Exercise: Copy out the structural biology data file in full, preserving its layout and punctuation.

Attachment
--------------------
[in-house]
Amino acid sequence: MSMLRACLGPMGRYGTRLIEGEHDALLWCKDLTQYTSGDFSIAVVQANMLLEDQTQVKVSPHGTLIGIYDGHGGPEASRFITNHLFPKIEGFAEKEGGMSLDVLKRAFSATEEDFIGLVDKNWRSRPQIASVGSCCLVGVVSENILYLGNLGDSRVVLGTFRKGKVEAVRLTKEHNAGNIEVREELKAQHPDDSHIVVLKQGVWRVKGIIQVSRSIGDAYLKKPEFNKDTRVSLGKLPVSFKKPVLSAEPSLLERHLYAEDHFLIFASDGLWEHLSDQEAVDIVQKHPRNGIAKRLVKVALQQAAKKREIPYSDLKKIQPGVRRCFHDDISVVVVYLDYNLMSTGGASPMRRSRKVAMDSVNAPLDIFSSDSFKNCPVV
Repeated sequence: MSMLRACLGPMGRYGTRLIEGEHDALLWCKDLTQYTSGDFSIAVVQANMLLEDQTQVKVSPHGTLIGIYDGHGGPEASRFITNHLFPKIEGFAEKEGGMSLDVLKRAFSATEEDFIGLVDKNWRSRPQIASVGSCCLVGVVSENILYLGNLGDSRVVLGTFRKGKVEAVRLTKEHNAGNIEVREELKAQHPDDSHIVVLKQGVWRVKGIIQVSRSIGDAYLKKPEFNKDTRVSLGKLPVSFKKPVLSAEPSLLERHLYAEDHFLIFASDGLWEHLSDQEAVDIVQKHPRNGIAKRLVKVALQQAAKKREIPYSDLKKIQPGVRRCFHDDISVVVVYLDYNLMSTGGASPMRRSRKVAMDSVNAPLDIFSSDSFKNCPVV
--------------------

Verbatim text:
[in-house]
Amino acid sequence: MSMLRACLGPMGRYGTRLIEGEHDALLWCKDLTQYTSGDFSIAVVQANMLLEDQTQVKVSPHGTLIGIYDGHGGPEASRFITNHLFPKIEGFAEKEGGMSLDVLKRAFSATEEDFIGLVDKNWRSRPQIASVGSCCLVGVVSENILYLGNLGDSRVVLGTFRKGKVEAVRLTKEHNAGNIEVREELKAQHPDDSHIVVLKQGVWRVKGIIQVSRSIGDAYLKKPEFNKDTRVSLGKLPVSFKKPVLSAEPSLLERHLYAEDHFLIFASDGLWEHLSDQEAVDIVQKHPRNGIAKRLVKVALQQAAKKREIPYSDLKKIQPGVRRCFHDDISVVVVYLDYNLMSTGGASPMRRSRKVAMDSVNAPLDIFSSDSFKNCPVV
Repeated sequence: MSMLRACLGPMGRYGTRLIEGEHDALLWCKDLTQYTSGDFSIAVVQANMLLEDQTQVKVSPHGTLIGIYDGHGGPEASRFITNHLFPKIEGFAEKEGGMSLDVLKRAFSATEEDFIGLVDKNWRSRPQIASVGSCCLVGVVSENILYLGNLGDSRVVLGTFRKGKVEAVRLTKEHNAGNIEVREELKAQHPDDSHIVVLKQGVWRVKGIIQVSRSIGDAYLKKPEFNKDTRVSLGKLPVSFKKPVLSAEPSLLERHLYAEDHFLIFASDGLWEHLSDQEAVDIVQKHPRNGIAKRLVKVALQQAAKKREIPYSDLKKIQPGVRRCFHDDISVVVVYLDYNLMSTGGASPMRRSRKVAMDSVNAPLDIFSSDSFKNCPVV